Investigating the Ecology of West Nile Virus in the United States

American Crow. Photo by David Liebman PinkGuppy 60. Used with permission.


Barbara J. Abraham1,3 and Josephine Rodriguez2

1 - Department of Biological Sciences, Hampton University, Hampton, VA 23668

2 - National Center for Ecological Analysis and Synthesis (NCEAS), University of California, Santa Barbara, CA 93101

3 - Corresponding Author: Barbara J. Abraham (


How do biotic and abiotic environmental factors explain the historic, present, and future prevalence and range of West Nile Virus (WNV) in the US?


Abiotic and biotic environmental factors, biodiversity, epidemiology


Use maps, online databases, and peer-reviewed literature to: (1) learn background information on WNV (history of emergence in the US; life cycle, hosts, and vectors; different forms of WNV disease and susceptibility of various human age groups) and (2) generate and test hypotheses correlating human, avian, and mosquito WNV infection with avian biodiversity, presence/abundance of different avian hosts, climatology, topography, land use, and presence of specific habitats such as wetlands (Hometown Approach). Use either Supplements (in Resource Files) or Internet databases to analyze data in graphs and interpret maps to answer questions (Structured Approach).


  • Ecoinformatics: identification of relevant, reliable online information; downloading data into Excel files; making, downloading, and interpreting online maps
  • Science process: generating and testing hypotheses, manipulating and analyzing data in tables and graphs; communicating with PowerPoint or poster presentations, writing a research report in scientific format
  • Collaboration (Hometown Approach).
  • Graphing data, analyzing data, interpreting maps (Structured Approach).


Guided inquiry or open-ended inquiry, cooperative learning, critical thinking.


Research proposal; tables, graphs, maps; research report; poster or PowerPoint presentation (Hometown Approach). Written assignment with graphs and answered questions (Structured Approach).



  • Full Article Text [doc], [pdf]

Description of other Resource Files:

  1. Other Resource Files for the Hometown Approach (students get their own data from online sites). The first five files contain instructions for using the Web sites and sample data sets or maps from each site. These are not meant to be used in analysis, but may be given to students at the discretion of the instructor. Remember to check whether the Web sites have been updated before giving these files to students.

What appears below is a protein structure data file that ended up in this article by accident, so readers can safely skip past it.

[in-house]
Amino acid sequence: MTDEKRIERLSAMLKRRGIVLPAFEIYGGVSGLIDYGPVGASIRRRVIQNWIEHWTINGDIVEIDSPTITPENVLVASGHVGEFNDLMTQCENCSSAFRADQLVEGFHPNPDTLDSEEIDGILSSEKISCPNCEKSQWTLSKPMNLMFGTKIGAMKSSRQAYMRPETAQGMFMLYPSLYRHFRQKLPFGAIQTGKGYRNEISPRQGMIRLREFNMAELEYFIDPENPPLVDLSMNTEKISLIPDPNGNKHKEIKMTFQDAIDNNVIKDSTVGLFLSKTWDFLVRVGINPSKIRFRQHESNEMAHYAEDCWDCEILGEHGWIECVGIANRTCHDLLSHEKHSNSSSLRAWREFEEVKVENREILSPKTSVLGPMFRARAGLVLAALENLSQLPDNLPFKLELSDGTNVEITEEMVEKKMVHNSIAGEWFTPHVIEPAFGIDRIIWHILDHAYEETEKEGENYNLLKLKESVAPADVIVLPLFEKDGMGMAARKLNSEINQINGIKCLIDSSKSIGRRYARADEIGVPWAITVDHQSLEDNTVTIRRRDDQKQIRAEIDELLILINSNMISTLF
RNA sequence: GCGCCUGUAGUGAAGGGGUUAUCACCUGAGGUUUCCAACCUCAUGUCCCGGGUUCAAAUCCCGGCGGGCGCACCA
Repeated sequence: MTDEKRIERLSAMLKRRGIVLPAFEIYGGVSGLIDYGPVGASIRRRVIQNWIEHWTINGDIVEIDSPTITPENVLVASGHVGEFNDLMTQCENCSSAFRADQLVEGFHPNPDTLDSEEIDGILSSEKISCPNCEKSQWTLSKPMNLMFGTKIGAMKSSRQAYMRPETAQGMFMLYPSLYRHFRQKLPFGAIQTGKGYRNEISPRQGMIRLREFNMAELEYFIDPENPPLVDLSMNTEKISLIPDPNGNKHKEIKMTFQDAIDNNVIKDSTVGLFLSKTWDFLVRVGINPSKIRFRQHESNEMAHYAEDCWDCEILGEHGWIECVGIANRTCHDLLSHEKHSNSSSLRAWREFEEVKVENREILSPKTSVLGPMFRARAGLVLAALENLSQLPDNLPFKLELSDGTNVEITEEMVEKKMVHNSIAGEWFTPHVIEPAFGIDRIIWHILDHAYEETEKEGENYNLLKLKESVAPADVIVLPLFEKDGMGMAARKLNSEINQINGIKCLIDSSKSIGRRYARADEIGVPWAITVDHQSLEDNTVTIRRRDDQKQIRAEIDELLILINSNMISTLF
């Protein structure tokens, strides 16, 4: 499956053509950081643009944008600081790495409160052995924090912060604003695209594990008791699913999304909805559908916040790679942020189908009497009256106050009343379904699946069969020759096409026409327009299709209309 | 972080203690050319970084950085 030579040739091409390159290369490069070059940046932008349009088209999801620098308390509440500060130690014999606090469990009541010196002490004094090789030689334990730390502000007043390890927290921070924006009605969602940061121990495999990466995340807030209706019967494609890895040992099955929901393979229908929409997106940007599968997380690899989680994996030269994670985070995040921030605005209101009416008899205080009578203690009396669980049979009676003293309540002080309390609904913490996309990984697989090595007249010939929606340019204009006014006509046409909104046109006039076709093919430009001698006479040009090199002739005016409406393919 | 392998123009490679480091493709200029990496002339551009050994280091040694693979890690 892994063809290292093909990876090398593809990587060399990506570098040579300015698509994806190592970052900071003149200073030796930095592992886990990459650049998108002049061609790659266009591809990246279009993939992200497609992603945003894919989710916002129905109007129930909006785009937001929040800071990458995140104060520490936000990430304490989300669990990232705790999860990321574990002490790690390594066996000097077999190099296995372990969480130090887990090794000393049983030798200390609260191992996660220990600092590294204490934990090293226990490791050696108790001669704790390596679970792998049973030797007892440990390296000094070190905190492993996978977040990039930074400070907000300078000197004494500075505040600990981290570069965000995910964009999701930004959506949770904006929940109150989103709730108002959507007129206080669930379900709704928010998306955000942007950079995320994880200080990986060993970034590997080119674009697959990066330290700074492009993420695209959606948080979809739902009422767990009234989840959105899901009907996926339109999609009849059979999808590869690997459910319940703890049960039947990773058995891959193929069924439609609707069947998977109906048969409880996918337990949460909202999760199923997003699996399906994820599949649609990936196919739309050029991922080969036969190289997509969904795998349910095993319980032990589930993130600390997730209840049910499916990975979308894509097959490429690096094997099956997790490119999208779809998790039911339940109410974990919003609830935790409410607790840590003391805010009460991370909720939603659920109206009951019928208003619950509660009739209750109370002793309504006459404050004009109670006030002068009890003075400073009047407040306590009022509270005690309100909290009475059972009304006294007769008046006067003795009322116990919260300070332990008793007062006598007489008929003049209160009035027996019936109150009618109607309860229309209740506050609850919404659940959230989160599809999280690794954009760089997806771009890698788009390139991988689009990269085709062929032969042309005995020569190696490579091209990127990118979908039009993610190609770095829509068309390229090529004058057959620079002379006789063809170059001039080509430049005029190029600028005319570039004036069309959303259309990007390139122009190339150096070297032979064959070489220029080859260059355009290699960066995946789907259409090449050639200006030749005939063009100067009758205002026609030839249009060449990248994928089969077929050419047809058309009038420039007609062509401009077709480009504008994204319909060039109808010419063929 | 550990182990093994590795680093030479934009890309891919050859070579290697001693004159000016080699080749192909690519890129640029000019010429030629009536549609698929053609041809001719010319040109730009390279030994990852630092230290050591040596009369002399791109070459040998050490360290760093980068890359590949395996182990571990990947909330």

• National Atlas [docx]
    • United States Historical Climatology Network (US HCN) [docx]
    • North American Breeding Bird Survey (BBS) [docx]
    • Centers for Disease Control and Prevention West Nile Virus [docx]
    • US Geological Survey Disease Maps [docx]
    • Additional Resources – may be supplied to students if the instructor chooses:
      • Format for a Research Proposal [doc]
      • Format for a Scientific Research Report [doc]
      • Glossary of terms related to West Nile Virus [docx]
      • Species Diversity Calculations [doc]
      • Additional Peer-reviewed Sources on WNV [docx]
      • Additional Web Sites for In-depth or International Study [doc]
  2. Other Resource Files for the Structured Approach (or Structured Exercises):
    • Student Handout for Structured Exercises - to be provided to students for completing the Structured Exercises. [doc]
    • Faculty Cheat Sheet for Structured Exercises - possible answers to the Structured Exercises. [doc]
    • Supplement 1 for Structured Exercises: West Nile Virus Human Neuroinvasive Disease Incidence in the United States for 1999-2009 - data for Part 1 of the Structured Exercises if the Internet is not used. [pdf]
    • Supplement 2 for Structured Exercises: Tables of Human Cases Reported to CDC 1999 to 2010 - data for Part 1 of the Structured Exercises if the Internet is not used. [pdf]
    • Supplement 3 for Structured Exercises: USGS WNV Maps 2003-2010 for CA - data for Part 2 of the Structured Exercises if the Internet is not used. [pdf]
    • Supplement 4 for Structured Exercises: June, July, Aug 1999-2010 Temps - data for Part 3 of the Structured Exercises if the Internet is not used. [pdf]
    • Supplement 5 for Structured Exercises: Climate at a Glance Summer Temps 2000-2010 - data for Part 3 of the Structured Exercises if the Internet is not used. [pdf]


This work resulted from a Distributed Undergraduate Seminar (Engaging Undergraduate Students in Ecological Investigations Using Large, Public Data Sets) conducted through the National Center for Ecological Analysis and Synthesis (NCEAS), a Center funded by NSF Grant #EF-0553768, the University of California, Santa Barbara, and the State of California, PI: Teresa Mourad, Ecological Society of America; Co-PIs: Wendy Gram, NEON Inc., and Bruce Grant, Widener University. The authors also wish to thank Amelia Nuding, Stephanie Hampton, Tom Langen, Christopher Beck and two anonymous reviewers for their help in developing the module, and M. Beals for allowing use of his material on diversity calculations. Josephine Rodriguez was supported by a NCEAS postdoctoral fellowship.


Barbara J. Abraham and Josephine Rodriguez. September 2012, posting date. Investigating the Ecology of West Nile Virus in the United States. Teaching Issues and Experiments in Ecology, Vol. 8: Practice #3 [online].